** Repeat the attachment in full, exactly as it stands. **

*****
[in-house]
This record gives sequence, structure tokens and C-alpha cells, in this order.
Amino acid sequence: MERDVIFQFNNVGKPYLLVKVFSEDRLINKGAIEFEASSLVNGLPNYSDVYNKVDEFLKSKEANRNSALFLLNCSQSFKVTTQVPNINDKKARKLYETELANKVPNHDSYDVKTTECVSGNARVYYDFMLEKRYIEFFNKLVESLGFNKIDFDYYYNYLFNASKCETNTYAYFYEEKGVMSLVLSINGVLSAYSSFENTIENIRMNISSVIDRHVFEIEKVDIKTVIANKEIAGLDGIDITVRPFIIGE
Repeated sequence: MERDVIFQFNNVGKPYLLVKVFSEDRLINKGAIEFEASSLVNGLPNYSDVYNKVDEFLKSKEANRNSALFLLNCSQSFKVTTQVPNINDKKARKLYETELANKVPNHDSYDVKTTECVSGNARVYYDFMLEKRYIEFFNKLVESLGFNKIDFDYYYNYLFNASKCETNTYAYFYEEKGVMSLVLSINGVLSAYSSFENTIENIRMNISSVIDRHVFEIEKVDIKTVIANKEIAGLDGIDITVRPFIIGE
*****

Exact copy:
[in-house]
This record gives sequence, structure tokens and C-alpha cells, in this order.
Amino acid sequence: MERDVIFQFNNVGKPYLLVKVFSEDRLINKGAIEFEASSLVNGLPNYSDVYNKVDEFLKSKEANRNSALFLLNCSQSFKVTTQVPNINDKKARKLYETELANKVPNHDSYDVKTTECVSGNARVYYDFMLEKRYIEFFNKLVESLGFNKIDFDYYYNYLFNASKCETNTYAYFYEEKGVMSLVLSINGVLSAYSSFENTIENIRMNISSVIDRHVFEIEKVDIKTVIANKEIAGLDGIDITVRPFIIGE
Repeated sequence: MERDVIFQFNNVGKPYLLVKVFSEDRLINKGAIEFEASSLVNGLPNYSDVYNKVDEFLKSKEANRNSALFLLNCSQSFKVTTQVPNINDKKARKLYETELANKVPNHDSYDVKTTECVSGNARVYYDFMLEKRYIEFFNKLVESLGFNKIDFDYYYNYLFNASKCETNTYAYFYEEKGVMSLVLSINGVLSAYSSFENTIENIRMNISSVIDRHVFEIEKVDIKTVIANKEIAGLDGIDITVRPFIIGE